As a service professional I attend a fair amount of networking events. Some events are organized around a theme and often include a panel discussion. The relative ‘fame’ of panel participants varies, but the panelists are usually well-known and respected people in the community. After having witnessed plenty and even participating in a few, I believe there are some best practices to making the most of your time as a panelist.
1. What You Want and What They Want
Many service professionals view panels as solely marketing opportunities and I think this is the wrong approach. It is an opportunity for exposure, but if it is your primary reason people will smell it and may reject you entirely. The audience came to network and hopefully learn something. You were invited to be a panelist to share your experiences for the benefit of others. Hold up your end of the bargain and you’ll get the results you want.
2. Know Your Audience
The best panelists tailor their responses to the audience. Do some research to understand their world views and tailor your stories, examples and responses in a way that is understandable. Avoid insider or industry jargon when possible. At the same time, don’t talk down to the audience by over-explaining.
3. Don’t Fret, You Have Credibility
You were asked to be on the panel based on your level of expertise in a given area. People have likely researched you beforehand or will do so afterwards. You were probably given a flattering introduction before getting on stage. They know why you’re up there. You don’t need to hammer on your greatest accomplishments as if people are hearing about them for the first time – I recently watched a panelist repeat how great he was over and over again and people slowly snuck out the back while he droned on. It’s easy to identify a self-centered person and ain’t nobody got time for that.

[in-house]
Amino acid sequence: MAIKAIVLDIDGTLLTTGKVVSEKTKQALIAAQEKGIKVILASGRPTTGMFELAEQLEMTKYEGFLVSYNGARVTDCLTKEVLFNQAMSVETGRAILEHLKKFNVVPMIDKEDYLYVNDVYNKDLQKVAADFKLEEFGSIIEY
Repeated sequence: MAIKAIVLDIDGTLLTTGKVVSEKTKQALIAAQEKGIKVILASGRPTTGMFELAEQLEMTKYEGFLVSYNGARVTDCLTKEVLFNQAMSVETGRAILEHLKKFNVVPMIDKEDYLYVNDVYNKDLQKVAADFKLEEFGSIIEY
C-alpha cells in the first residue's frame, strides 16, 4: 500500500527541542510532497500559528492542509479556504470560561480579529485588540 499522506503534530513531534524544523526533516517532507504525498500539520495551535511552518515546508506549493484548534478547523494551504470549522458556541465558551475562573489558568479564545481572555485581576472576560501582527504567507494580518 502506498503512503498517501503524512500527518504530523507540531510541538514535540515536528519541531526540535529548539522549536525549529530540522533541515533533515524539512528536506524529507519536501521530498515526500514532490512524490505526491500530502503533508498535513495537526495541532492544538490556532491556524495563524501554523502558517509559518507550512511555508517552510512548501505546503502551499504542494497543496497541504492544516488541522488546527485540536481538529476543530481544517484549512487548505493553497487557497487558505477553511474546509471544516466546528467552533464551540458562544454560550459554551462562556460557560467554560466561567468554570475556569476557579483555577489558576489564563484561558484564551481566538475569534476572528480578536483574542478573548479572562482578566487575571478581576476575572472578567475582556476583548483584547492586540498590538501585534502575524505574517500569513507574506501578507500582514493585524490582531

4. You Probably Need to Earn Trust
The audience may know of you and be familiar with your work, but they may not trust you. You have a precious, but short, window to attach a human being (you) to your achievements. Use the opportunity to be vulnerable and talk about the failures or tough times that preceded your success. The audience more than likely came because they are struggling and believe you have an answer. They will trust what you say far more when they see you as a human, with the same struggles they have.
5. It’s Not About You
This is worth saying again. The audience came to learn, not to be sold. Give, don’t take. Be generous. Share as much as possible. People will be grateful for your transparency. If you want leads from the event, know this, people will be more likely to call someone with expertise and generosity and humanity.
Service professionals don’t expect great things from a panel these days. The bar is low, so why not do something differently and give the audience something memorable?